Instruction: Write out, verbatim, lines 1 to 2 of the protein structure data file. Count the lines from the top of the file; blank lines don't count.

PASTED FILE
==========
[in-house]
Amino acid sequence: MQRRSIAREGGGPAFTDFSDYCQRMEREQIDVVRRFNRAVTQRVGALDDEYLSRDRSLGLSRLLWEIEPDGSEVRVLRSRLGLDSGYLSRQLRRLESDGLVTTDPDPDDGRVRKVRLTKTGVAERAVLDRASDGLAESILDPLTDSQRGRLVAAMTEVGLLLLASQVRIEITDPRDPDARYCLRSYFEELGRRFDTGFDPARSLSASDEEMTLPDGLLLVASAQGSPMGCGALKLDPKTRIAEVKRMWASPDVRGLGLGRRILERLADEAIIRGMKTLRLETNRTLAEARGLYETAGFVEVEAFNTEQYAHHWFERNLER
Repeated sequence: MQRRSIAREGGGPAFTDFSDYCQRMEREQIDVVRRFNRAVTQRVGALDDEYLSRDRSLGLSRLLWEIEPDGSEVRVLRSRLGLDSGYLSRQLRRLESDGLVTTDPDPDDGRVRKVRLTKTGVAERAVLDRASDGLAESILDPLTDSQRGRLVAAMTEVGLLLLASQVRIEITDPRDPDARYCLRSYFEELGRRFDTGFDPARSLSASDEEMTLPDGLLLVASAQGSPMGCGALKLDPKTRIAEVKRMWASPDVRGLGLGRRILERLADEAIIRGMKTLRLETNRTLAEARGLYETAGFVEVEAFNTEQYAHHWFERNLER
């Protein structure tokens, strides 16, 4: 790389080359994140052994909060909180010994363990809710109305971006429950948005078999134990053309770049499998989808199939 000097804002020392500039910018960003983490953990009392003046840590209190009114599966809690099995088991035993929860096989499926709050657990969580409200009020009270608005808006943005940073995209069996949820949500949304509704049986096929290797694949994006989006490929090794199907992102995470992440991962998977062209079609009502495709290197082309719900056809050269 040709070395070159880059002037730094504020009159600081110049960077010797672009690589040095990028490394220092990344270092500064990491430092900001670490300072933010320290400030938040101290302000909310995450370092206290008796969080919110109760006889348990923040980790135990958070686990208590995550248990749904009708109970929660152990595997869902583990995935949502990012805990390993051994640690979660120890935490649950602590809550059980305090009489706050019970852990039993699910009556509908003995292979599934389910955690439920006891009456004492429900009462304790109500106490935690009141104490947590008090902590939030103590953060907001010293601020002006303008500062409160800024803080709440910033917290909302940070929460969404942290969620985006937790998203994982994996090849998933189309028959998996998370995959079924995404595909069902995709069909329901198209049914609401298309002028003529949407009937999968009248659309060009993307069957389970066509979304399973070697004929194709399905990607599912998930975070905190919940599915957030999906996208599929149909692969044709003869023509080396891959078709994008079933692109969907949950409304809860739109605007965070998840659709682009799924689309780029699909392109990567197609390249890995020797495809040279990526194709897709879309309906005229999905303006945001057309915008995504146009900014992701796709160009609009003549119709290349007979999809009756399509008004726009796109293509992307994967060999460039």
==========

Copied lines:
[in-house]
Amino acid sequence: MQRRSIAREGGGPAFTDFSDYCQRMEREQIDVVRRFNRAVTQRVGALDDEYLSRDRSLGLSRLLWEIEPDGSEVRVLRSRLGLDSGYLSRQLRRLESDGLVTTDPDPDDGRVRKVRLTKTGVAERAVLDRASDGLAESILDPLTDSQRGRLVAAMTEVGLLLLASQVRIEITDPRDPDARYCLRSYFEELGRRFDTGFDPARSLSASDEEMTLPDGLLLVASAQGSPMGCGALKLDPKTRIAEVKRMWASPDVRGLGLGRRILERLADEAIIRGMKTLRLETNRTLAEARGLYETAGFVEVEAFNTEQYAHHWFERNLER